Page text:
This correlation between depressed property values and delinquency was confirmed in an independent analysis conducted by Kevin Gillen, an economist and senior research consultant at the University of Pennsylvania's Fels Institute of Government. Gillen is considered the region's foremost expert on property values. The city has retained Gillen as a consultant many times, and his work played a central role in the Actual Value Initiative.
PlanPhilly hired Gillen to explore what impact, if any, delinquency has on the property values of single-family homes. Using a model known as "hybrid hedonic regression," Gillen isolated the effect delinquencies have on property values, filtering out other factors that help determine pricing, such as square footage, lot size and proximity to amenities such as transit, parks and Center City.
Gillen's findings suggest that the $515 million that deadbeats owe the city in unpaid tax bills is mere pocket change when compared to the true tab of delinquency. In all, delinquency deflates the value of Philadelphia's single-family housing stock by $9.5 billion. It is a crippling blow, costing the city and school district as much as $298 million a year in revenue.
That amount would cover the annual budgets of the city's library system, the parks and recreation network, and the Departments of Streets, Licenses and Inspections, and Commerce - with $61 million to spare. If the $298 million were allocated to the school district annually, its structural deficit would be eliminated.
Or, the added revenue and a healthier, delinquency-free tax base could enable City Council to lower the overall post-AVI tax rate by 0.12 percentage points - an amount equal to $120 for every $100,000 of a property's assessed value - while collecting just as much cash as the city does today.
Wiping out delinquency would have enormous benefits for homeowners as well.
Endemic delinquency depletes the market value of single family homes with deadbeat neighbors by an average of $22,800 each, or 22.8 percent, Gillen's analysis found. Which means that tax deadbeats - and the weak city enforcement system that enables them - are depriving hundreds of thousands of tax-paying Philadelphians of substantial equity in their homes.
For a relative handful of property owners, delinquency's impact is mild or non-existent. For others, delinquency demolishes property value.
The effect depends on the number of delinquent parcels within 500 feet of the home. Fewer than five, and the delinquencies do only negligible damage to home values. Five or more, however, and delinquency begins to drain values quickly.
Consider a home with a market value of $230,000 (the median value of Philadelphia homes on blocks where delinquency has no effect). The presence of five delinquent properties within 500 feet deflates the value of that home by $2,500. Ten delinquencies take $14,600 off the value. At 15 delinquencies within 500 feet, the home loses $24,800, or 10.8 percent, of its value.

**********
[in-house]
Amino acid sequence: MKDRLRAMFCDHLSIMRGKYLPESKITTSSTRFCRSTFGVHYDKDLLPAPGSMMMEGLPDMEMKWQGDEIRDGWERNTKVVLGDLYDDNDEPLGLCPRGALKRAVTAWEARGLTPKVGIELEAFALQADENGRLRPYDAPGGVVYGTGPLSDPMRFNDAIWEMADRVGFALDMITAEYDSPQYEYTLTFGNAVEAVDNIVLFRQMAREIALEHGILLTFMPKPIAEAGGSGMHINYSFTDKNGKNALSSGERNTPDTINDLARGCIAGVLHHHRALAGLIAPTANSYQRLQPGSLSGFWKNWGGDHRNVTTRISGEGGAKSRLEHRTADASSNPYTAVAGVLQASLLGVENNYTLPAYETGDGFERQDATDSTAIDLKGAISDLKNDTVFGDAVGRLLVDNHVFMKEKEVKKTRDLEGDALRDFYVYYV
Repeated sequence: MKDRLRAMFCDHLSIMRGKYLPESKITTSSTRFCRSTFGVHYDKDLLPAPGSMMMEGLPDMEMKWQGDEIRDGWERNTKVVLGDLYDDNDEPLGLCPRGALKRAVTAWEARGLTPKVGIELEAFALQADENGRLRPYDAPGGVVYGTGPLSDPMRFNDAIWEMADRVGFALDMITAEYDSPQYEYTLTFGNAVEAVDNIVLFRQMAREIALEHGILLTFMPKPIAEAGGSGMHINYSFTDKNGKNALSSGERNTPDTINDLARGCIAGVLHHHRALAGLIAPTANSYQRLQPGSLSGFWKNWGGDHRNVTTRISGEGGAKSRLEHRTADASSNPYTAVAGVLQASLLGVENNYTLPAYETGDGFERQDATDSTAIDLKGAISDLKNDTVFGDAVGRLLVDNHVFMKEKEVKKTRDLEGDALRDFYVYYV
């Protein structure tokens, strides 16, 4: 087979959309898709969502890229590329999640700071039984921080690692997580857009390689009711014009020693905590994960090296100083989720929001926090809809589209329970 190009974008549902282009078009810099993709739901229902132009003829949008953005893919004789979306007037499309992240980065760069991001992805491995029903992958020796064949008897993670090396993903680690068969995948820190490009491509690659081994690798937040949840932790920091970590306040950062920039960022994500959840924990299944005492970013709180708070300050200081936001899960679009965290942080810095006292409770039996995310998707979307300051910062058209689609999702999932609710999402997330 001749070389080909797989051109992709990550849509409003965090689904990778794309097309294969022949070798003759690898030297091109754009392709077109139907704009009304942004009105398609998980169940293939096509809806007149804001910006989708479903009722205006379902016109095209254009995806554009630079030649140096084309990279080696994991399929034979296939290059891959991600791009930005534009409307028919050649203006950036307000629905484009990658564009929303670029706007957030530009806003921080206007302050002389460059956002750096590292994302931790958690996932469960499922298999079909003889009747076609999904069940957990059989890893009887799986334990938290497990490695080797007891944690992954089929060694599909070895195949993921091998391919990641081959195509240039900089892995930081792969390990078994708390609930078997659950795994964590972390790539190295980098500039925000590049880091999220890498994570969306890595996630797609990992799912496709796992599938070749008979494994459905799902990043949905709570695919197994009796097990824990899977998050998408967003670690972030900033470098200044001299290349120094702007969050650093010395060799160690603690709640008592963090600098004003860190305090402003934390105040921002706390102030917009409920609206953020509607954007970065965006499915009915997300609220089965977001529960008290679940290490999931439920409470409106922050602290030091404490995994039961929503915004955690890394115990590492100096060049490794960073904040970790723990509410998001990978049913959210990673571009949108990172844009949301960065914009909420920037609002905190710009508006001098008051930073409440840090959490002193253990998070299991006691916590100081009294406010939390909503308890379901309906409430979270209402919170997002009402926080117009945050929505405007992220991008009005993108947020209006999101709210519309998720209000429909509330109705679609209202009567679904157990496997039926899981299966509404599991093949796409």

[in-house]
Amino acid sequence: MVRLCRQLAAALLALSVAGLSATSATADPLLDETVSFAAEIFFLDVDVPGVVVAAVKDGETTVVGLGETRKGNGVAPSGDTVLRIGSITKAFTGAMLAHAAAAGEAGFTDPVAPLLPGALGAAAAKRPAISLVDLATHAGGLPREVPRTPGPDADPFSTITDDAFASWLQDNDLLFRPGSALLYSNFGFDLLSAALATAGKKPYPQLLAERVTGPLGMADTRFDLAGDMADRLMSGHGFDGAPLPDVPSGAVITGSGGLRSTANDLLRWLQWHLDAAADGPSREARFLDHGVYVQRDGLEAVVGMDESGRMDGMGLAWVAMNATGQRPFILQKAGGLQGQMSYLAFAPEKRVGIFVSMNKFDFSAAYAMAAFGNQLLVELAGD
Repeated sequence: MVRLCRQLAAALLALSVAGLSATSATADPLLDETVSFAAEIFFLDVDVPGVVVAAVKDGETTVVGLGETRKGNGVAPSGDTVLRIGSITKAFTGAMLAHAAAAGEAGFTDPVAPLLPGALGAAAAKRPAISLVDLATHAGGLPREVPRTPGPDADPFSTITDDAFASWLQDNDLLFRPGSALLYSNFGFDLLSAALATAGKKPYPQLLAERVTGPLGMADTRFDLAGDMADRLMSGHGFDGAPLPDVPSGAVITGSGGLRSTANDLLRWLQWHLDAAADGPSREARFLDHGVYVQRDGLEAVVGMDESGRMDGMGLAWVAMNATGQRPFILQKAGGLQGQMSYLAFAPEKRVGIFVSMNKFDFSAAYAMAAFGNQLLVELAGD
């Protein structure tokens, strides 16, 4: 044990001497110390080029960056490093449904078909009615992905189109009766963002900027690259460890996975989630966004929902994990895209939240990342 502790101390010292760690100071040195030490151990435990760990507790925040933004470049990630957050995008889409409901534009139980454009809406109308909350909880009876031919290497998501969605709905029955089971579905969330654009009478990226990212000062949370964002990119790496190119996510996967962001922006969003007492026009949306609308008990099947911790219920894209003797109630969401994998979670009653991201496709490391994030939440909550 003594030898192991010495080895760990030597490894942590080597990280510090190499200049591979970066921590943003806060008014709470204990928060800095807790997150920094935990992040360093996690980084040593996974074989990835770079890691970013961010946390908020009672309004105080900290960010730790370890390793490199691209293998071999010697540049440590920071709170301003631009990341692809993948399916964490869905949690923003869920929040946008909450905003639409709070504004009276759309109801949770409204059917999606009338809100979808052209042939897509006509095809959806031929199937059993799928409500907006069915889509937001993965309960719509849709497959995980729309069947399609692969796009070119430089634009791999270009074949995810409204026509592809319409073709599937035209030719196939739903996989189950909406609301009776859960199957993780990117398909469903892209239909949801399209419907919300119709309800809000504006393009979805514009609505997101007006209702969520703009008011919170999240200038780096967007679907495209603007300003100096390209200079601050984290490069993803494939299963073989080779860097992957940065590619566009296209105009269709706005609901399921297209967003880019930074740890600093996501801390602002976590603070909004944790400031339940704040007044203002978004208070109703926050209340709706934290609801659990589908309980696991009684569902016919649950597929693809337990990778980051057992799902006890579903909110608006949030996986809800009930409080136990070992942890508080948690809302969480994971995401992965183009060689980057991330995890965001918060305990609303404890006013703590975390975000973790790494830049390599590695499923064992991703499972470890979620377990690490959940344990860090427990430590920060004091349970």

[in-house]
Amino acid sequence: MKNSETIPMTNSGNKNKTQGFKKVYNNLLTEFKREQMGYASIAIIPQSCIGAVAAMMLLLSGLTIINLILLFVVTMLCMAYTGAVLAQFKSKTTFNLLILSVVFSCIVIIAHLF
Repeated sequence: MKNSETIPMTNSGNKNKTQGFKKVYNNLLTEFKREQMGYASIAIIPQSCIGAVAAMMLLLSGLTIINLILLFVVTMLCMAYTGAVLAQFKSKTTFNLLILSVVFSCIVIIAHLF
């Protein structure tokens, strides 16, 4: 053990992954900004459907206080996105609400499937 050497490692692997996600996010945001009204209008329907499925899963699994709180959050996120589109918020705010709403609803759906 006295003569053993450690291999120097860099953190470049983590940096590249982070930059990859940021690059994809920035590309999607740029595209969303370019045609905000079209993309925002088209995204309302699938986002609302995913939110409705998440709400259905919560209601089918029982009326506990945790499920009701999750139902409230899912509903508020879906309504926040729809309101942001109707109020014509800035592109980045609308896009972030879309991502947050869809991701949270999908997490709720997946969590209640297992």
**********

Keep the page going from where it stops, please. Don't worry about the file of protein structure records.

Each additional delinquency takes a further toll, but the effect tapers off as delinquency becomes endemic: the neighborhood is already lost, so the addition of one more deadbeat property makes little difference.
City Finance Director Rob Dubow questioned Gillen’s findings.
“While we are taking tax delinquency very seriously, I believe there’s a false premise at work here,” he wrote in an email. “I fundamentally am not convinced that there is a causal nexus between tax delinquency and a reduction in property values. Correlation is quite different from causation.”
Dubow, who received a copy of Gillen’s analysis on Jan. 28. did not elaborate. Gillen agreed that “correlation and causation are not the same thing, which is why from the very beginning of this project I took great care to develop an empirical strategy that actively endeavored to disentangle the two.”
Gillen said his methodology accounts for the fact that delinquency is “already likely to occur in relatively depressed or declining neighborhoods.” Even after doing so, however, he found that “additional delinquencies often amplify and accelerate the rate of economic and physical decline of these same neighborhoods.”
The problem is that by tolerating delinquency, the city has sent a message to property owners that "it's OK to sit on a property, it's OK to let it deteriorate, there are no consequences," said Sam Katz, chairman of the Pennsylvania Intergovernmental Cooperation Authority, which has oversight over Philadelphia's long-term fiscal planning.
Katz likens property-tax delinquency to the "broken windows" theory: left unchecked, vandalism and minor crimes lead to more serious crimes.
Gillen's analysis points the way to possible fixes.
By focusing its resources on neighborhoods that have not yet slipped into mass delinquency, the city could do the most good, most quickly, Gillen said.
"It doesn't need to solve the delinquency problem everywhere at once," Gillen said. "The city can get big gains by targeting those working-class to lower-middle-class neighborhoods that are on that fine line between becoming revitalized, strong neighborhoods, or slipping into very-low-income neighborhoods with very distressed housing stocks."
Distressed housing and delinquency go hand in hand.
While there are thousands of exceptions - mostly low-income owner-occupants who are behind on their taxes yet still committed to maintaining their homes - delinquents are, as a class, a major blighting influence on communities of all kinds.